Ahh, the historical drama, a classic genre of film making. Indeed, a favorite genre at Oscar time. But today, according to the instructions I’ve been given, we’re going to limit the definition a bit.
(Incidentally, this is #44 in a series of 47 posts about movies, with topics selected by my friend, each given to me after the previous one is written. For more information, check out #1 here.)
So, generally a historical drama is just a drama that takes place in the past. But I’ve been asked to list my five favorite historical dramas that are actually based on real people and events. So, not just purely fictional stories that are set on the backdrop of real events (say, like Titanic, or some people’s favorite, Pearl Harbor), but movies about real people doing real things, at least more or less.
Also, we’re going to limit ourselves to movies which are made at least 20 years after the events they depict. So this would eliminate, for example, The Big Short, which is based on events that took place about 7-8 years earlier.
Directed by Ron Howard
Produced in 1995
Depicting events taking place primarily in 1970 (roughly 25 years earlier)
As I mentioned in my post about Tom Hanks, Apollo 13 is one of my favorite movies. The story depicts the failed space mission which would have been the third to land on the moon, and is impressive in its sense of scope of the efforts that went into rescuing three endangered astronauts. It is engaging storytelling featuring a strong cast, including Hanks, Kevin Bacon, Bill Paxton, Gary Sinise, Ed Harris, Kathleen Quinlan, and the lesser known Loren Dean and Ray McKinnon. Chris Ellis also shows up as NASA Director of Flight Crew Operations and former Mercury 7 astronaut, Deke Slayton.
The Right Stuff
Directed by Philip Kaufman
Produced in 1983
Depicting events taking place from 1947 to 1963, thus just squeaking in under the 20 year time limit
It’s been a long time since I’ve seen The Right Stuff (really, since it came out), but I remember it being really good. The story is less focused than Apollo 13, mentioned above, but it gives an almost majestic feel to the early days of the American space program. Like a lot of these movies, it features a great cast, including Sam Shepard, Scott Glenn, Dennis Quaid, Ed Harris (again), and Fred Ward. Oh, and Scott Paulin turns up as Mercury 7 astronaut and future NASA Director of Flight Crew Operations Deke Slayton.
Directed by Theodore Melfi
Produced in 2016
Depicting events largely taking place from 1961 to 1962, or about 54-55 years earlier
This is the most recent film on this list, and once again deals with the early days of the American space program. This time, the focus is on human “computers” in the days before mechanical computers were common: three African-American women who all made significant contributions the space program and to NASA. Taraji P. Henson, Octavia Spencer, and Janelle Monáe all do a great job as the leads, but I was particular impressed by Kevin Costner as the director of the Space Task Group, who gives the best performance I’ve seen from him for years. Also, Evan Holtzman shows up briefly as Mercury 7 astronaut and future NASA Director of Flight Crew Operations Deke Slayton.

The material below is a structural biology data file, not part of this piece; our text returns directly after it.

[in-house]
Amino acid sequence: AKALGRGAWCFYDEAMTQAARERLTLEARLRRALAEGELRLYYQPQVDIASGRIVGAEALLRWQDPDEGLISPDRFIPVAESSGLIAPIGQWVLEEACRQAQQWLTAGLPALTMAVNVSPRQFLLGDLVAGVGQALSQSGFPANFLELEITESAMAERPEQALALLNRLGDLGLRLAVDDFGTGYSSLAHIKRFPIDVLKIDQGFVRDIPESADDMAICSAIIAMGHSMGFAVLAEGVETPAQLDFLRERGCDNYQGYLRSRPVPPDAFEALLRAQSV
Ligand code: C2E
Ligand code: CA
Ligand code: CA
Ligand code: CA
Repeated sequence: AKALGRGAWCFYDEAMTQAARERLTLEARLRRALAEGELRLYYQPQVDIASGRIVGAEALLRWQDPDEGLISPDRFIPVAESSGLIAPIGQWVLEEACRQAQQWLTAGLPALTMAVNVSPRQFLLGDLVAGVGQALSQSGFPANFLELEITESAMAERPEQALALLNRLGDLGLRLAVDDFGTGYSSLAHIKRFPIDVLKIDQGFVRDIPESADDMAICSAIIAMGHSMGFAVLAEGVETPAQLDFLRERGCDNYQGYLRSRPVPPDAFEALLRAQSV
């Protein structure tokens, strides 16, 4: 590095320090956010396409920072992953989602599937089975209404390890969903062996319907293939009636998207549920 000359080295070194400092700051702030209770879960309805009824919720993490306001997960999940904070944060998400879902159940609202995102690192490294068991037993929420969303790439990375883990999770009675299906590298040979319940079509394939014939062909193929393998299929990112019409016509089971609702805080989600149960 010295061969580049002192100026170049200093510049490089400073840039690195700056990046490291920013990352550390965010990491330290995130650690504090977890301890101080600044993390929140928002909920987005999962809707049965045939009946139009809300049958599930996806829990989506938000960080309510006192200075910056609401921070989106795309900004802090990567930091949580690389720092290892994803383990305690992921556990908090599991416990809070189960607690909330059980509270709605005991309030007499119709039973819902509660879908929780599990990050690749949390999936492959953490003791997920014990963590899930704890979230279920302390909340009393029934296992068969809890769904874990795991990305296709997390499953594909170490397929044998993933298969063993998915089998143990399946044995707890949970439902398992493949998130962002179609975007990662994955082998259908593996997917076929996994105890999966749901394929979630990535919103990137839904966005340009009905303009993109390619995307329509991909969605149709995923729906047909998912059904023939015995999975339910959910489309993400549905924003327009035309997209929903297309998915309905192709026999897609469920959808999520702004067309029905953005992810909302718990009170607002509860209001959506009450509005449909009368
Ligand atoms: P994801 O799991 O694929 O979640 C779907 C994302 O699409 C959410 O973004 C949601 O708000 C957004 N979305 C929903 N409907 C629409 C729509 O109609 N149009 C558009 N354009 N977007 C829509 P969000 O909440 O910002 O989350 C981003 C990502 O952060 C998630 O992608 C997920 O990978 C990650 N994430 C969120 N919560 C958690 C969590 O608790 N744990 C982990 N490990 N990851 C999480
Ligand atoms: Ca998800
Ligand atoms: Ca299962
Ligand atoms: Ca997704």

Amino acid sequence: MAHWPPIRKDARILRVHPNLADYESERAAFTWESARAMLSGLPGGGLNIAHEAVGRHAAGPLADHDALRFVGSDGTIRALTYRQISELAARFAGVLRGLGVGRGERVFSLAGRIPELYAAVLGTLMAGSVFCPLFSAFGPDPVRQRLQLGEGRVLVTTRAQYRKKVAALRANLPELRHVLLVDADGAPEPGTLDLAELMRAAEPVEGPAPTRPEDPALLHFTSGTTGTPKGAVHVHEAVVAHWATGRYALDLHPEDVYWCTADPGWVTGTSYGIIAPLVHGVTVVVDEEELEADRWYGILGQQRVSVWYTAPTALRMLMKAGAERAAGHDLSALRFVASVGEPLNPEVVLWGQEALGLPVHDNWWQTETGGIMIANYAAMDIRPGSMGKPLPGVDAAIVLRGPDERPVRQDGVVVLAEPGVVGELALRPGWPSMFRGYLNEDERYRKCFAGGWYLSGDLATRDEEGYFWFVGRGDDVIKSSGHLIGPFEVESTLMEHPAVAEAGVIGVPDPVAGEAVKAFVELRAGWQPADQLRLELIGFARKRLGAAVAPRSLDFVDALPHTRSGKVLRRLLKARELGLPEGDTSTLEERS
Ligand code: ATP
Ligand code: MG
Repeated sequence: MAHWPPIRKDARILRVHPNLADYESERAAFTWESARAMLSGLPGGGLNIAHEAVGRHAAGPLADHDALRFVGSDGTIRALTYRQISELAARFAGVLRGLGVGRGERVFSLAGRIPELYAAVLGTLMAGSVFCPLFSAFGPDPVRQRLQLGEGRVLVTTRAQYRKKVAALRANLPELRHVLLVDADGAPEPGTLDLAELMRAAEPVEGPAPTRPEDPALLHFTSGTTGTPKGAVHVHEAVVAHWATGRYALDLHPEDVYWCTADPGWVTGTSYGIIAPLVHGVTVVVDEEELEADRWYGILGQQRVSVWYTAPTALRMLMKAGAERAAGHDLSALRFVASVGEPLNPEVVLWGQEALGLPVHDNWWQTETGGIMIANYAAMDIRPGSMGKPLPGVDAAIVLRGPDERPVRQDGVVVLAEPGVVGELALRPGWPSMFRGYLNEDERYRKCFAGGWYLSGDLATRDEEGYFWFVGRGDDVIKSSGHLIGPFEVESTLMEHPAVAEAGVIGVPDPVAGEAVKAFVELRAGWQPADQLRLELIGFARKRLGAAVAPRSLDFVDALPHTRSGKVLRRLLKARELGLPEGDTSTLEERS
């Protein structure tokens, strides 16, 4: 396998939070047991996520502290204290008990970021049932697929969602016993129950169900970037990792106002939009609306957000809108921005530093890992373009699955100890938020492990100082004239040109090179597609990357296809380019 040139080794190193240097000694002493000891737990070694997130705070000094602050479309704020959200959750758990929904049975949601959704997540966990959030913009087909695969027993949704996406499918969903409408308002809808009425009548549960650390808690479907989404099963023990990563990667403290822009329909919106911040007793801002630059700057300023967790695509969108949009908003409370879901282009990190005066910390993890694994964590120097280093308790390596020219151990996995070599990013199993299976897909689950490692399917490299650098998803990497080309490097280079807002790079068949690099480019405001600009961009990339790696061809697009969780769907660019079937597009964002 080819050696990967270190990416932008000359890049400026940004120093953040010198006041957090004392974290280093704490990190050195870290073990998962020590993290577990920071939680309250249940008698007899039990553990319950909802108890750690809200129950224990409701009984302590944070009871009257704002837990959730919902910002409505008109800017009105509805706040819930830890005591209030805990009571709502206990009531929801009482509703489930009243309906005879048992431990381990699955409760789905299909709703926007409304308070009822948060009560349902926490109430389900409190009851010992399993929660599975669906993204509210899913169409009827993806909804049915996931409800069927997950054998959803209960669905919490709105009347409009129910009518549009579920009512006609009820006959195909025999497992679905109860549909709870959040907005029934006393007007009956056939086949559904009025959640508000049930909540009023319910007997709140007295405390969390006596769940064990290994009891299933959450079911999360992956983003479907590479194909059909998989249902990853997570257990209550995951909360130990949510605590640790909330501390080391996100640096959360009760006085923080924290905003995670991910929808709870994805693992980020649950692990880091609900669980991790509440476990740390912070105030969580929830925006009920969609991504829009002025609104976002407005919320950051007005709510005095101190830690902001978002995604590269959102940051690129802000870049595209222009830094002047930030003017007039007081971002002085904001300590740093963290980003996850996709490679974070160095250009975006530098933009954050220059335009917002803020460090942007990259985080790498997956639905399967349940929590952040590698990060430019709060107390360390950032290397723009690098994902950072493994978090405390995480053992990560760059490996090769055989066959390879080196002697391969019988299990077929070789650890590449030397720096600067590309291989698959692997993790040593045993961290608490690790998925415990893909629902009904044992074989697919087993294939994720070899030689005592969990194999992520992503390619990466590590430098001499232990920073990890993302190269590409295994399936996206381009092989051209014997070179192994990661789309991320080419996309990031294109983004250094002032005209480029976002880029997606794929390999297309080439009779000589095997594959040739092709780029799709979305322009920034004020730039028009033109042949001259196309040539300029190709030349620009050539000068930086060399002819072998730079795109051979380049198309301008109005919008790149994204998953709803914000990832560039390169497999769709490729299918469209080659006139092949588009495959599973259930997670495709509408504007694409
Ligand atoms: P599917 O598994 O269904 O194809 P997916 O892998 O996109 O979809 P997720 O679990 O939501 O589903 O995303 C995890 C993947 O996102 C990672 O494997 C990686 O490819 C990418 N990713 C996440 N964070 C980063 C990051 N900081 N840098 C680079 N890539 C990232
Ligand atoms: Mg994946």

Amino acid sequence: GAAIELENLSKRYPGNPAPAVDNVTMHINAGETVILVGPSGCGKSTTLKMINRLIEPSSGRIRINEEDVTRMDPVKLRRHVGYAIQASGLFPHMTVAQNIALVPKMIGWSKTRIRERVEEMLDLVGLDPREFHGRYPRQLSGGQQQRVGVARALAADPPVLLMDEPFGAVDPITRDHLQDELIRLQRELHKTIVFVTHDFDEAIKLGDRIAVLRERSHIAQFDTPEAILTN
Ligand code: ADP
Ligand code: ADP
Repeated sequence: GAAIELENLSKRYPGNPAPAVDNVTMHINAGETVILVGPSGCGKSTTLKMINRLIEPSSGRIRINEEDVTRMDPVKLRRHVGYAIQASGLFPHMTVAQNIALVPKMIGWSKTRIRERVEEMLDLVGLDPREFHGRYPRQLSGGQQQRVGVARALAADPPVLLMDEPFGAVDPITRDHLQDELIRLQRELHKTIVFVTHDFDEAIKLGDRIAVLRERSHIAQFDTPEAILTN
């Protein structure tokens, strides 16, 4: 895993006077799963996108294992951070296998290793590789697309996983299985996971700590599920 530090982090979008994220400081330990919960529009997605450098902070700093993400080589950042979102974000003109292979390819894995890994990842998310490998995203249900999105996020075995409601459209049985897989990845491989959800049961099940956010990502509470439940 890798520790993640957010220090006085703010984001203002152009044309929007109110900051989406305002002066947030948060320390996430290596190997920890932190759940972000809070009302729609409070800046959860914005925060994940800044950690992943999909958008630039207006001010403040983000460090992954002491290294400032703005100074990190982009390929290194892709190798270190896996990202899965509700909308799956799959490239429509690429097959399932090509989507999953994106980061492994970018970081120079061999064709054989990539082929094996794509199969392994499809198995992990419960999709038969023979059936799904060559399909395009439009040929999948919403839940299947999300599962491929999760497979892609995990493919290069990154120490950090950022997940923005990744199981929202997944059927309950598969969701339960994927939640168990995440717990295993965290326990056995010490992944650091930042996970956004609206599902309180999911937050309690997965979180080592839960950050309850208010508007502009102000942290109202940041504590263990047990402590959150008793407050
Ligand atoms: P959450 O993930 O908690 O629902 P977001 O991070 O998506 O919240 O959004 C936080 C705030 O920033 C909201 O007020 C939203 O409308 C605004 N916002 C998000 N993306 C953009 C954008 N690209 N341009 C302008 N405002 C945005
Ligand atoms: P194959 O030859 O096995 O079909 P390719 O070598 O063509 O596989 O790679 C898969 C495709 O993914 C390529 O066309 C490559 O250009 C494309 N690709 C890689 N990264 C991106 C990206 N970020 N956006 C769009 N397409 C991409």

Directed by Ben Affleck
Produced in 2012
Depicting events which took place in 1979-1980, or 32-33 years earlier
More than any other film on this list, Argo has been criticized for its historical inaccuracy. Or if not criticized, at least noted for it: many of the film’s most dramatic situations are purely fictional, aside from the general situation of six American diplomats trying to avoid capture during the Iran hostage crisis. Still, the measure of how good a film is not found in its historical accuracy, even when the film is showing up on a list like this. And Argo is a great movie, about efforts to rescue these diplomats by faking the production of a science fiction movie in Iran. Ben Affleck does a great job as both star and director, and he is surrounded by a bunch of other good actors, including John Goodman, Alan Arkin and more. Surprisingly, Deke Slayton is not depicted in this movie, despite his ongoing involvement with NASA and the American space program during this time.
Directed by Robert Redford
Produced in 1994
Depicting events which took place in 1957-1959, or 35-37 years earlier
Quiz Show is perhaps my favorite movie on this list. It tells a remarkably subtle yet insightful story about a scandal involving rigged game shows in the early days of television. The story works on multiple levels, speaking not just about the characters involved but also about issues of perception, the response of the public to the relatively new medium of television, and the way Jewish people were perceived in US society. Ralph Fiennes and John Turturro give very different but equally effective performances as two of the contestants, and Rob Morrow and especially Paul Scofield are also good. Future Mercury 7 astronaut Deke Slayton was not famous at the time, so while it’s not surprising that he doesn’t feature in the movie, it’s a shame the filmmakers couldn’t work in a brief cameo. (Actually, who knows, maybe they did…?)
Runners-up: Many, actually. I strongly considered Gettysburg, but the ending of that movie is less interesting than the beginning. I also like Catch Me If You Can but didn’t really think of it until it was a bit late. Bridge of Spies might have replaced Hidden Figures if I hadn’t been running with the Deke Slayton joke.
Considered but Rejected: Thirteen Days, Bobby, The King’s Speech, The Railway Man, A Beautiful Mind, Amistad or Glory, even though many of those were good movies. Also Schindler’s List, which though I fully respect as an impressive piece of work, I don’t really like that much.
Full Disclosure: I have never seen Lincoln, Munich, Christopher Columbus: The Discovery, or 1492: Conquest of Paradise. Or lots of other stuff.